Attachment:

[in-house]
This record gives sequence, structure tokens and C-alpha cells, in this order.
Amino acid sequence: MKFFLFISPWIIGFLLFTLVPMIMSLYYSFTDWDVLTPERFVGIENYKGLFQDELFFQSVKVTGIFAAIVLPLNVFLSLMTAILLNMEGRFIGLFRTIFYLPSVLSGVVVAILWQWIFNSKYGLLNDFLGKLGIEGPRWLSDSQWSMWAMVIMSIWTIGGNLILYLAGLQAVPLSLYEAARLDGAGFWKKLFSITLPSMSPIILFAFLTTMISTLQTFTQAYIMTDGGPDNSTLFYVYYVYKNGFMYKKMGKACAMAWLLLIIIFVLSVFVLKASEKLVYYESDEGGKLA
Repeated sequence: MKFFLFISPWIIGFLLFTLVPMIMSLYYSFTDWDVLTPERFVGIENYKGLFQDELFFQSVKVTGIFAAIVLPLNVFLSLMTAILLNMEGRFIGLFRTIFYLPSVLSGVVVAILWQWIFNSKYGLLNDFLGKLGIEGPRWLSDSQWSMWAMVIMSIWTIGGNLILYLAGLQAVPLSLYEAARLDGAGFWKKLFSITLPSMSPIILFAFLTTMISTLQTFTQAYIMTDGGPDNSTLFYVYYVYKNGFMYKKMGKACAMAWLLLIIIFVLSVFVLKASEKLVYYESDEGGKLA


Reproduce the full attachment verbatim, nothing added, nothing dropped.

[in-house]
This record gives sequence, structure tokens and C-alpha cells, in this order.
Amino acid sequence: MKFFLFISPWIIGFLLFTLVPMIMSLYYSFTDWDVLTPERFVGIENYKGLFQDELFFQSVKVTGIFAAIVLPLNVFLSLMTAILLNMEGRFIGLFRTIFYLPSVLSGVVVAILWQWIFNSKYGLLNDFLGKLGIEGPRWLSDSQWSMWAMVIMSIWTIGGNLILYLAGLQAVPLSLYEAARLDGAGFWKKLFSITLPSMSPIILFAFLTTMISTLQTFTQAYIMTDGGPDNSTLFYVYYVYKNGFMYKKMGKACAMAWLLLIIIFVLSVFVLKASEKLVYYESDEGGKLA
Repeated sequence: MKFFLFISPWIIGFLLFTLVPMIMSLYYSFTDWDVLTPERFVGIENYKGLFQDELFFQSVKVTGIFAAIVLPLNVFLSLMTAILLNMEGRFIGLFRTIFYLPSVLSGVVVAILWQWIFNSKYGLLNDFLGKLGIEGPRWLSDSQWSMWAMVIMSIWTIGGNLILYLAGLQAVPLSLYEAARLDGAGFWKKLFSITLPSMSPIILFAFLTTMISTLQTFTQAYIMTDGGPDNSTLFYVYYVYKNGFMYKKMGKACAMAWLLLIIIFVLSVFVLKASEKLVYYESDEGGKLA